Here’s a truly odd observation from the usually-excellent Marc Ambinder. Writing about Jeremy Lin, Asian-Americans, and the Republican Party, Ambinder argues:
If Republicans were to rid themselves of their anti-immigrant wing, or if they choose not allow their primaries to be controlled by it, there is no real reason why Asian-Americans can’t become a true swing constituency. Their allegiances with the Democratic Party are tenuous. “If Asians vote for Republicans like Jews have traditionally voted for Democrats, Republicans could see many advantages,” [Asian right-wing activist Tony] Lee says. “For that to happen, Asians have to see conservatism as the best way for them to be more integrated and assimilated into the mainstream for themselves and their children, which should not be that hard a sell.” Look again at Lin’s own story: he faced discrimination as a kid playing on the courts of (even) Palo Alto, and slurs while at Harvard, but because of his superior natural abilities, rose up through the most meritocratic institution in society. There is no affirmative action based on race or last name. If you can’t play, you are not going to get on the court. That up-by-the-sneaker-laces narrative is a vital part of Lin’s appeal—and the Republican deal.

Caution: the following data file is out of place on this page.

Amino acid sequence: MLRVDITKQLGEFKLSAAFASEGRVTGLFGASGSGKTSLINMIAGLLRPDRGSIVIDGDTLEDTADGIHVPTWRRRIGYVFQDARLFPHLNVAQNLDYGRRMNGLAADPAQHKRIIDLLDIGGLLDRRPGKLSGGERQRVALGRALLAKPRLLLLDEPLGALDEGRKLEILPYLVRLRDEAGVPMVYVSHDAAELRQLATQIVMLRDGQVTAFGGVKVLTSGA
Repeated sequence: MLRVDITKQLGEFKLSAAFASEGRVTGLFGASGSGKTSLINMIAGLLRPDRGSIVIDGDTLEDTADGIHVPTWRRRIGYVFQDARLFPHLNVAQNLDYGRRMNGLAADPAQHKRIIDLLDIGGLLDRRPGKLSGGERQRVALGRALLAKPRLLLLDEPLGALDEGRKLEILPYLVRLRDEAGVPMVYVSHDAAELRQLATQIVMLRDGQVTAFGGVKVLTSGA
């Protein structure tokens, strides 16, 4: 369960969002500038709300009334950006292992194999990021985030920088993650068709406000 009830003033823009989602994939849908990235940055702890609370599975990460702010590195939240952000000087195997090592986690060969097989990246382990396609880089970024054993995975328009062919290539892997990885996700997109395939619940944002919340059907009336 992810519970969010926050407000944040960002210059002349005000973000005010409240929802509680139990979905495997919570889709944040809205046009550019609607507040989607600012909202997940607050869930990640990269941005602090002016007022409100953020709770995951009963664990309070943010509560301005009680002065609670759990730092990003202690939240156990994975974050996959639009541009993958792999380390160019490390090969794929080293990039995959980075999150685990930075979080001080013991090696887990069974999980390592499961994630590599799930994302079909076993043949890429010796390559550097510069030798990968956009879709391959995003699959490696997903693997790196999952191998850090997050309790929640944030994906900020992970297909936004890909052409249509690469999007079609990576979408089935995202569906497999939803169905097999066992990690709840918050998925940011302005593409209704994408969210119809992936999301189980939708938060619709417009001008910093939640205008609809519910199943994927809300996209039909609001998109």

The first, and probably most important criticism is that the “up-by-the-sneaker-laces narrative” is most definitely not the “Republican deal.” Today’s GOP is committed to doing everything it can to ensure economic inequality and social immobility. It seeks to destroy all those things that enhance mobility and to even discussing the issue. Paul Ryan made a big deal about saying economic inequality was irrelevant because American has more social mobility: when confronted with the inconvenient truth that the United States is far less mobile than Europe, he has dropped the discussion altogether.